NEWS
By Sam Sessa and Sam Sessa,sam.sessa@baltsun.com | January 17, 2010
In the 1930s and 1940s, Baltimore had a rich, flourishing jazz scene. Today, live jazz and devoted jazz clubs are scarce. But the owners of a new club located in a threadbare West Baltimore commercial district are hoping to help rekindle the city's once-dynamic jazz legacy. "We think Baltimore can be a major city for jazz," said Errez Segman, co-owner of the forthcoming venue, Back Alley Jazz. "We want our club to be a household name for live jazz and fine dining, and we think Baltimore's the right city for that."
NEWS
By Jacques Kelly and Jacques Kelly,jacques.kelly@baltsun.com | January 30, 2009
A builder's plan for a contentious robotic garage downtown was turned down yesterday by the city's Urban Design and Architecture Review Panel, whose members questioned the proposed building's height and aesthetics. At yesterday's meeting, the developer, David H. Hillman, asked for a 402-space garage, serviced by what was described as "space age" technology. The garage building, which would be faced with 22 apartment units, has been planned at 18 W. Saratoga St. for five years. Over the past decade, Hillman has converted or renovated numerous downtown office buildings, apartment structures and department stores as living units.
NEWS
By Sloane Brown and Sloane Brown,Special to The Baltimore Sun | August 31, 2008
Loyola Marymount University professor Tracey Colvin credits her mother and grandmother with helping her develop her sense of style. The 31-year-old Owings Mills native did them both proud as she joined them for dinner at the Ruth's Chris Steak House in Pikesville. "I think we all absorb little pieces of our environment and patch them together to create a unique sense of style that expresses who we are. The women in my family are a huge part of who I am and how I express myself. My mother and grandmother are voices that I carry with me everywhere I go."
NEWS
By Patrick Hickerson and Patrick Hickerson,Contributing Writer | December 9, 1994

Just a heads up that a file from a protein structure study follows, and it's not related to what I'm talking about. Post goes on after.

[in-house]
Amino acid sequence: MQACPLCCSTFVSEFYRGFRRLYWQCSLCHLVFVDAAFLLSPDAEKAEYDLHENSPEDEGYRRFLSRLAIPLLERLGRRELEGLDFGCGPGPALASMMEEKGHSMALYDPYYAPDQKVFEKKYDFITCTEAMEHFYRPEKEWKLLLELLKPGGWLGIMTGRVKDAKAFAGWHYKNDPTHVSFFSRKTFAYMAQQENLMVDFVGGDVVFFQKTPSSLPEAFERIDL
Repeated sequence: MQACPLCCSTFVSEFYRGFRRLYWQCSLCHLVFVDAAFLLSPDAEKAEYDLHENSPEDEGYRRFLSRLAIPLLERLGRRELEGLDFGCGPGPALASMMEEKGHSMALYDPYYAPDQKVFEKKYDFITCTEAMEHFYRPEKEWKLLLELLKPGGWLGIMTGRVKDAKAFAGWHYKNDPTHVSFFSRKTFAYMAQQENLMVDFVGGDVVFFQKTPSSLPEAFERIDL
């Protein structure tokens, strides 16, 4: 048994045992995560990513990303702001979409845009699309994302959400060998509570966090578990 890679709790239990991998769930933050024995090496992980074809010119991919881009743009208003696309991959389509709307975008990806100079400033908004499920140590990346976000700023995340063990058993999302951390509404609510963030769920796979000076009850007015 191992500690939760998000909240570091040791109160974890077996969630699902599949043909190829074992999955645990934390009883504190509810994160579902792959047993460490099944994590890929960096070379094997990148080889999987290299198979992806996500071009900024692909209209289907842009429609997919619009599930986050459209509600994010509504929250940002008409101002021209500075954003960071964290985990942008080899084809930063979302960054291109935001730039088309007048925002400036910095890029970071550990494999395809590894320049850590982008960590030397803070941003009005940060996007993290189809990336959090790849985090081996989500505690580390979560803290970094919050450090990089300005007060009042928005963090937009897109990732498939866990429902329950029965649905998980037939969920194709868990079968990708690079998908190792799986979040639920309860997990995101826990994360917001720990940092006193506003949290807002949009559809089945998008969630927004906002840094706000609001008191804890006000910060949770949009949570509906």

Howard County Ballet will perform its inaugural show this weekend -- and despite the season, it won't be "The Nutcracker."Founder Kathi Ferguson has chosen to buck holiday orthodoxy by offering "The Snow Queen," her adaptation of the Hans Christian Andersen tale, which the company will perform tomorrow and Sunday at Smith Theatre, Howard Community College.She hopes the performance will become a Christmas staple in the area, an alternative to a steady diet of "Nutcracker.""I picked 'The Snow Queen' because it has a beautiful ending, where the strength of prayer and beliefs overcome great odds.
NEWS
By Froma Harrop | December 22, 1999
THE disconcerting thing about shopping on the Internet is the realization that they've got my number. It's not the credit card number I'm so worried about, or the ZIP code. It's that big number that tries to sum up the big me.When you buy anything over the Internet, the computers record information about your consumer habits. Say you purchase books online and order a lot of mystery novels by English authors; the computers grinding at the other end know that you like mysteries. They will tell their boss, and their boss may sell your name to someone else who wants to merchandise mystery board games or mystery weekends at resorts.
Baltimore Sun Articles
|
|
|
Please note the green-lined linked article text has been applied commercially without any involvement from our newsroom editors, reporters or any other editorial staff.